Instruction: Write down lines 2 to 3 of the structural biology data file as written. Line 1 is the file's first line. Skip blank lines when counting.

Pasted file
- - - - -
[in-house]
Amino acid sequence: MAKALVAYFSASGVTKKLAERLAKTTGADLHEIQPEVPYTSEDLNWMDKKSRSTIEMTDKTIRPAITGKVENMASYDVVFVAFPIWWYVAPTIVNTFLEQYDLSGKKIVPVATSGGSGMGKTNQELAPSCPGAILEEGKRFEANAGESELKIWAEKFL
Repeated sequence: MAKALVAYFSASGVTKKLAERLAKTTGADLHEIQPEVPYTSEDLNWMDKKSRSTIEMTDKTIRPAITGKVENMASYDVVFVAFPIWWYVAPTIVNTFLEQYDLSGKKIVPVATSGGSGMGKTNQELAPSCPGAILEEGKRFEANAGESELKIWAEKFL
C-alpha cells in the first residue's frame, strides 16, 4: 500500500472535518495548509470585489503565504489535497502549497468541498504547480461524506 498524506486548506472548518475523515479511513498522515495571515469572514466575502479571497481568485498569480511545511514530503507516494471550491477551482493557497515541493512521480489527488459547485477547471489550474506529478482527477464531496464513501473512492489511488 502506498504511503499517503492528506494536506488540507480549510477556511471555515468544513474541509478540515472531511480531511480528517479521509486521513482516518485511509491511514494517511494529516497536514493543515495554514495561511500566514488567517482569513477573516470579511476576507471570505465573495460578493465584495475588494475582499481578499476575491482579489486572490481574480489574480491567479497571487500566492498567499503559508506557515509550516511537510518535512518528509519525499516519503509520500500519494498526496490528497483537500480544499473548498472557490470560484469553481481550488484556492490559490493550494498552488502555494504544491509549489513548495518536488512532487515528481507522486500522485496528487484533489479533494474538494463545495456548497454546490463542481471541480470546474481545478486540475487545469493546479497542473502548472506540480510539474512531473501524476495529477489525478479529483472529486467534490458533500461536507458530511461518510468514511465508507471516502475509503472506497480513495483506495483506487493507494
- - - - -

Amino acid sequence: MAKALVAYFSASGVTKKLAERLAKTTGADLHEIQPEVPYTSEDLNWMDKKSRSTIEMTDKTIRPAITGKVENMASYDVVFVAFPIWWYVAPTIVNTFLEQYDLSGKKIVPVATSGGSGMGKTNQELAPSCPGAILEEGKRFEANAGESELKIWAEKFL
Repeated sequence: MAKALVAYFSASGVTKKLAERLAKTTGADLHEIQPEVPYTSEDLNWMDKKSRSTIEMTDKTIRPAITGKVENMASYDVVFVAFPIWWYVAPTIVNTFLEQYDLSGKKIVPVATSGGSGMGKTNQELAPSCPGAILEEGKRFEANAGESELKIWAEKFL